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  • Writer's pictureSteve Gemmell

Fujifilm XE4 First impressions

I have recently been playing with the new Fujifilm XE4 camera and I thought it would be useful to share my initial impressions of this little mirrorless camera. But first some background on my mirrorless journey...

After starting with a Fujifilm Xpro 1 nine years ago, my next experience with Fujifilm X system cameras was the Fujifilm XE1 with the 18-55mm lens. I liked it. Especially when later on I began using it with some of the excellent Fujifilm prime lenses. For many years, when I was shooting weddings, it was part of my X system kit. Mainly as a third backup camera, but occasionally I would use it with the 35mm f1.4 lens. I would use back button focusing and fine tune focus manually using the peaking display. Being a bright f1.4 lens, this worked well for capturing moments where the focus point could quickly change by a small degree.

Now, having moved to the much larger Fujifilm GFX system I thought maybe another XE camera would be useful as a carry around “everyday“ option. Initially I looked at the Fujifilm XT4 with the 16-80mm f4 zoom. A very nice camera, but still a little on the large size for my needs. Having used two Fujifilm XT1s as my main wedding shooters the XT4 certainly was a very familiar camera to use apart from the flip out screen. The Fujifilm X100V is a similar size and design as the XE4, and I did consider it. But I still hankered for the form factor of the old XE1. So when Fujiilm announced the latest incarnation, I felt I had to give it a try. It’s big advantage over the X100V is of course the option to change lenses. Apart from that I have never been a huge fan of the hybrid optical viewfinder which pushes up the price on the X100 series. I have used several incarnations in the past but always found I very rarely used the optical option on these cameras.

From reading reviews etc, as far as I am aware, the inner workings of the XE4 are much the same as the XT4. It does feel much more compact and a little less “professional“ than the XT4. The weight difference 364g compared to 607g is quite substantial. Instead of the flip out screen on the XT4 the XE4 as an ingenious “pull out” and tilt option. It feels a little flimsy but seems to work OK in practice and folds back neatly flush with the camera body. However, I was perplexed to discover that if I held the flip up screen close to my body, the image display would immediately flip upside down! Eventually I discovered the way to avoid this happening. When you flip the screen down you also need to pull it towards you so that sits away from the camera body. Of course the XE4 hasn't got in body stabilisation or weather sealing. I’m not too bothered about that as I won't be using it professionally. Another minus for most pros is the lack of a dual card slot. I can understand why photographers like the dual slot. However in my case I have never felt the need for one. In my early days of wedding photography I used to backup cards to a portable device as security at the end of the evening. This was mainly so that I had a second copy in case the card got lost or damaged. But even back then when I was using microdrive compact discs I never had a card fail on me. They were essentially hard disks in compact card format. My Canon cameras and the Fujifilm XT1s all had single card slots. I tend to think dual slots are overkill unless you are writing two different file formats on each card e.g. Raw and jpeg. Just my opinion. I know many would disagree. The minimal design of this new XE camera also appeals to me. Fewer dials to deal with. I love the way you can use aperture priority and the compensation dial, which usually changes the ISO on the fly. It's a quick way to operate the camera in everyday use. Another irritation is the method of finding a focus point with the joystick. On other cameras, even on my GFX, a quick press of the joystick will re-centre the focus point. This doesn't work on this camera at present. You therefore have to drag the focus crosshair from the corner of the screen each time you focus. Hopefully this will be fixed in an update. Alternatively a quick way to focus is via the touch screen and I was impressed with how speedy that method was. Especially useful if working with the camera on a tripod.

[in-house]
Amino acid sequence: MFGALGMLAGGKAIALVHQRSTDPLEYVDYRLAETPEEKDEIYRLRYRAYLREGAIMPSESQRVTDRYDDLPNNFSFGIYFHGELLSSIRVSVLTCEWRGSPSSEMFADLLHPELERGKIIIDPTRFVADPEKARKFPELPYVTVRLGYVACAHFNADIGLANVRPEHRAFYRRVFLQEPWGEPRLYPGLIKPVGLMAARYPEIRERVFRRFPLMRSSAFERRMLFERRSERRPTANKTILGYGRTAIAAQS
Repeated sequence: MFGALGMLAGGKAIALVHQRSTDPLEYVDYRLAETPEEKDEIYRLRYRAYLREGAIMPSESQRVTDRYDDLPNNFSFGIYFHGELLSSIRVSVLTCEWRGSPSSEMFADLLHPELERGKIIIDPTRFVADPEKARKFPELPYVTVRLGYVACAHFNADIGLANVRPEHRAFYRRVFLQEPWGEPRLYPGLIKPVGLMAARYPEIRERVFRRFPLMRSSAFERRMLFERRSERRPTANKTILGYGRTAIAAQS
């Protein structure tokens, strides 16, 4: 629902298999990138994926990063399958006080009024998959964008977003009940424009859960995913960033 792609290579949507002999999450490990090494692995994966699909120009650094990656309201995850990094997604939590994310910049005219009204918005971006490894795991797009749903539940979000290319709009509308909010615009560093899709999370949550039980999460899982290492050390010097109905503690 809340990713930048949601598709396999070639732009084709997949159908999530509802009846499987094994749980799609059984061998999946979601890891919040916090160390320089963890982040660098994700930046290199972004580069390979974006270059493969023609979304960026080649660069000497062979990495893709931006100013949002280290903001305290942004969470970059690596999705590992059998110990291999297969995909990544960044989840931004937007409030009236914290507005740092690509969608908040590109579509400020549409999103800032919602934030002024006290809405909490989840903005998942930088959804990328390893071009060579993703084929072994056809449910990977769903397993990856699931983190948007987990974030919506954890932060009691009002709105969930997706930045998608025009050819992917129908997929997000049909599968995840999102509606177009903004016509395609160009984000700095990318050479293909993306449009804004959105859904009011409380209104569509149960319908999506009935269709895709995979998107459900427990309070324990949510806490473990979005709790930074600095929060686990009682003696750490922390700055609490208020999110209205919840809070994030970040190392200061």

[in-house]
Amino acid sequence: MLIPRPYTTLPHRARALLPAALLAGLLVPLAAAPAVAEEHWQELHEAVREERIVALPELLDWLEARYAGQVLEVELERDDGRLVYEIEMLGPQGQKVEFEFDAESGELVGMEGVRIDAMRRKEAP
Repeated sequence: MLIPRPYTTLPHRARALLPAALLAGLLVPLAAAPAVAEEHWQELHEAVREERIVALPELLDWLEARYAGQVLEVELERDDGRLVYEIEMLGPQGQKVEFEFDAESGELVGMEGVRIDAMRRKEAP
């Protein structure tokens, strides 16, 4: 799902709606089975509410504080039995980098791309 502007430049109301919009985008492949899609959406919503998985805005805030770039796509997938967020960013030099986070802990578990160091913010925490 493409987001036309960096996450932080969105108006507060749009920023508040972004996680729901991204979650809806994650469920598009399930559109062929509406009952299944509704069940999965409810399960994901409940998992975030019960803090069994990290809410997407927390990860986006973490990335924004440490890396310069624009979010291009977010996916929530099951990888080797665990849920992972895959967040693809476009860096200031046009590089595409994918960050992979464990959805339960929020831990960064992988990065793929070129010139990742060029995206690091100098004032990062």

The lens that comes with the XE4 is the 27mm f2.8 which is a compact “pancake” lens. It sits well with the size of the camera. However I found it to be very noisy in use. My favourite lens camera combination was with the 50mm f2 lens. I used to love using the 56mm f1.2 on my old XT1 cameras, but that lens is much bulkier than this 50mm version. The 56mm was such a beautiful lens to use. I therefore wasn’t expecting too much in terms of image quality from the 50mm by comparison, given the much lower price. However I was pleasantly surprised by the swift focus and decent image quality from this small lightweight lens.

In conclusion, I am finding the XE4 a useful everyday camera to carry around with me wherever I am. It has a few quirks to overcome and adapt to. As with all cameras I have ever used, it’s a question of getting familiar with the quirks and finding the best ways to work around them. With regular use on a daily basis I think the Fujifilm XE4 could end up as one of my all time favourite cameras.

All of the images shown here were taken with the 50mm f2 lens.

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